Tuesday, April 12, 2011

Veteran Muster continues dismal comeback with loss in Rome

Former world number 1, Thomas Muster, suffered his 11th loss in 12 matches since he shocked the world with news of his comeback last June.

The Austrian, who retired from the game 12 years ago was playing his third challenger event of the season in Rome this week but the result was no different than almost all of his other attempts so far; a first round loss. This time Muster fell to 20-year-old German, Cedrik-Marcel Stebe 6-0, 6-3.

Muster, whose last game prior to his return was a first round loss at the 1999 French Open, said the idea behind his comeback is to challenge himself to get back in top shape and enjoy the perks of the competitive world of tennis.

The 43-year-old’s decision to return to the ATP Tour was initially met with scrutiny by many, but Muster was not discouraged, accepting a wildcard into the Rai Open challenger in Rome, his 11th tournament in ten months, and third in as many weeks.

"I don't care what people say - I never did,” insisted the 1995 French Open champion, who was given the green light from his wife to – in his words – “chase his pubertal dream”.

Such comebacks are certainly inspiring ones, like that of American Dara Torres, who at 41 made a surprise return to professional swimming and qualified to the Beijing 2008 Olympics where she won three Silver medals.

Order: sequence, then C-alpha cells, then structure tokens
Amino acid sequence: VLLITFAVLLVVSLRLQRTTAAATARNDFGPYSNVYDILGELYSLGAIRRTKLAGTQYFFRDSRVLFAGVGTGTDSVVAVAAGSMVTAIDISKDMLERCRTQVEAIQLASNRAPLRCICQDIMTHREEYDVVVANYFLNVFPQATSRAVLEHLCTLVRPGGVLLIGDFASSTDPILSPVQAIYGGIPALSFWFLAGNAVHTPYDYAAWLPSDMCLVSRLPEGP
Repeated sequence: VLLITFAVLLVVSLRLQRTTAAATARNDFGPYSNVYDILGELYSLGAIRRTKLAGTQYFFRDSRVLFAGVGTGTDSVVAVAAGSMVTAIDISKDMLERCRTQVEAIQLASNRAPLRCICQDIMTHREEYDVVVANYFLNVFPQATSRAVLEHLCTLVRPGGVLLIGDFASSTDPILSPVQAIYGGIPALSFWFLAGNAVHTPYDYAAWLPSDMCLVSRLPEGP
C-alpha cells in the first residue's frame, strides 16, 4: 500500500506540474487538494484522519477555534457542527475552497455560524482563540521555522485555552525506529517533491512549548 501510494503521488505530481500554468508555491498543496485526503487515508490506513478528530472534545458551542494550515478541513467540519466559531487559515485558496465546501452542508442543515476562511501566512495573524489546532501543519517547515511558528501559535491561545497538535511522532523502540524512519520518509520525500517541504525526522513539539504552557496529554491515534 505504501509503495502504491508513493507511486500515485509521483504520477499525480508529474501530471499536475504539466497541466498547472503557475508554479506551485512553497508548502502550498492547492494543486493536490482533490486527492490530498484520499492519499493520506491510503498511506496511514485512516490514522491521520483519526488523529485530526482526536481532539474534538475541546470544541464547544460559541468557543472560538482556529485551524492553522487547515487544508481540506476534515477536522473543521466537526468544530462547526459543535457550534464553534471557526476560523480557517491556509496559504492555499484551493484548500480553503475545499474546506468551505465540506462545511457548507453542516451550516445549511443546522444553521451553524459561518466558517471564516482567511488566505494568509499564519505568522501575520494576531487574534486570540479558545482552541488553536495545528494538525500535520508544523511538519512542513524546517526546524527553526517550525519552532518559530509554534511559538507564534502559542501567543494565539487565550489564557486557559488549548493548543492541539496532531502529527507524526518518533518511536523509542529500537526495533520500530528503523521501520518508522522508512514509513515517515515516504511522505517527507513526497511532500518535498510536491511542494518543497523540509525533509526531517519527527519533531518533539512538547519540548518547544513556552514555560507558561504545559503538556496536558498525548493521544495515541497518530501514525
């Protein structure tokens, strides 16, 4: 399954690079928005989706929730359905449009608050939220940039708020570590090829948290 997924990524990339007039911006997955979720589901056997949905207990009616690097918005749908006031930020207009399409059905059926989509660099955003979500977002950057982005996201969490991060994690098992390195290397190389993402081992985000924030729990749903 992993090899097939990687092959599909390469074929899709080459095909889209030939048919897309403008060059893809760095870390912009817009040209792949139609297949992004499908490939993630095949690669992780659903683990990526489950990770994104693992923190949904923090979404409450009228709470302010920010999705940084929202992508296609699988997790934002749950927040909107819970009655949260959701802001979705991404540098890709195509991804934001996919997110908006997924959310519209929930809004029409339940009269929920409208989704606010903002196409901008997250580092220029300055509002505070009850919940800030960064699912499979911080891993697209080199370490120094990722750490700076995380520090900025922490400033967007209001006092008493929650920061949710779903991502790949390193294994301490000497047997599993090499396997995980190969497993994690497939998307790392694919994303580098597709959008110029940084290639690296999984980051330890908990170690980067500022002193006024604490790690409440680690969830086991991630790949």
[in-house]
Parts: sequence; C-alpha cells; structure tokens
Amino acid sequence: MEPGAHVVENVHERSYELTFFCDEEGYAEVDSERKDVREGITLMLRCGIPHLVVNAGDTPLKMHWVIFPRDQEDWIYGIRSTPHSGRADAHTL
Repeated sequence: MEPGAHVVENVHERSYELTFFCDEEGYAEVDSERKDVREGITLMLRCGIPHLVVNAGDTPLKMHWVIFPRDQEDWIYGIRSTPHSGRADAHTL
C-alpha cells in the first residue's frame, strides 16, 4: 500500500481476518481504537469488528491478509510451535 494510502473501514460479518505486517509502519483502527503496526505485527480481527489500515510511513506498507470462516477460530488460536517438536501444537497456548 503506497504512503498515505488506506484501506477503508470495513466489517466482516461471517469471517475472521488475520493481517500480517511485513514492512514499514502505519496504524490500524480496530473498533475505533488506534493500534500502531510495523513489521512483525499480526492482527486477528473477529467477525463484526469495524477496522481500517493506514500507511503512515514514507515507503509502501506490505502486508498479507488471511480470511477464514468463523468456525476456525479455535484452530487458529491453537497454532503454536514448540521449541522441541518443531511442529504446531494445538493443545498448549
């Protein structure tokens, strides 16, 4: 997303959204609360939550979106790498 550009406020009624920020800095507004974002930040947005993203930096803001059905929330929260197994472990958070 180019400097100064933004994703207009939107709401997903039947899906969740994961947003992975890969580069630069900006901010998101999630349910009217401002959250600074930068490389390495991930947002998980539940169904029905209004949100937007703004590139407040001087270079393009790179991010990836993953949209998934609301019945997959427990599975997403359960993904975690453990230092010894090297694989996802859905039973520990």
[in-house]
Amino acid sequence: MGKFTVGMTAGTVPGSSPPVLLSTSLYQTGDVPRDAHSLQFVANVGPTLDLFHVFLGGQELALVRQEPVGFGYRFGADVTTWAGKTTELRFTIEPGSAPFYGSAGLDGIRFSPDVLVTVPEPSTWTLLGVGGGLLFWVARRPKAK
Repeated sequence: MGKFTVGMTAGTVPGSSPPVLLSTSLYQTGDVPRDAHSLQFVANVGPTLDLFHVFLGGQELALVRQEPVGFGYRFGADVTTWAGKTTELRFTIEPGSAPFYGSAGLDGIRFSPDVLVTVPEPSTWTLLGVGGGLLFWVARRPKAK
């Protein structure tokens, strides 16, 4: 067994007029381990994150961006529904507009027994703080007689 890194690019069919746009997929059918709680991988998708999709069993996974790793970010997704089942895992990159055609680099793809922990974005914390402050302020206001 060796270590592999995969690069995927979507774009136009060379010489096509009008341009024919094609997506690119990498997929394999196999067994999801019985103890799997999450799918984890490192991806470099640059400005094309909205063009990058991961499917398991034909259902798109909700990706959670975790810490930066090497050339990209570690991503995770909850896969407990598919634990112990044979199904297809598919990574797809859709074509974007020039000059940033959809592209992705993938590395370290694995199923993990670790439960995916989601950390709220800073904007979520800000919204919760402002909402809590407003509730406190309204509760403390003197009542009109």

In 2008, Japanese player, Kimiko Date-Krumm, made a reappearance on the WTA Tour at the age of 37 following a 12-year retirement period, and since her comeback has enjoyed victories over the likes of Dinara Safina and Maria Sharapova, as well as a WTA title win in Seoul in 2009. The 40-year-old is currently ranked 56 in the WTA rankings.

Unfortunately Muster’s comeback story though exciting, is not nearly as successful as Torres’ nor Date-Krumm’s. Muster, winner of 44 career ATP singles titles, the tennis veteran has managed one single victory in 11 tournaments winning only 3 sets in total.

His only ATP Tour level match came on home ground in Austria, where he lost in the first round of the ATP 250 event in Vienna to his compatriot Andreas Haider-Maurer, the top seed in Rome this week.

Thomas Muster after winning the 1995 Roland Garros

Still the fact that someone of Muster’s calibre and record, has opted to fight his way through the challenger circuit is quite admirable. He is a player who at his peak was described as one of the grittiest clay-court players of all-time; a supremely talented lefty whose baseline mastery troubled the likes of Pete Sampras and Andre Agassi, and who at 43 is now attempting to compete with tennis’ younger generation. But I wonder how long he can put up with these losses and what is he really getting out of all this?

Muster is currently at 991 in the ATP rankings.

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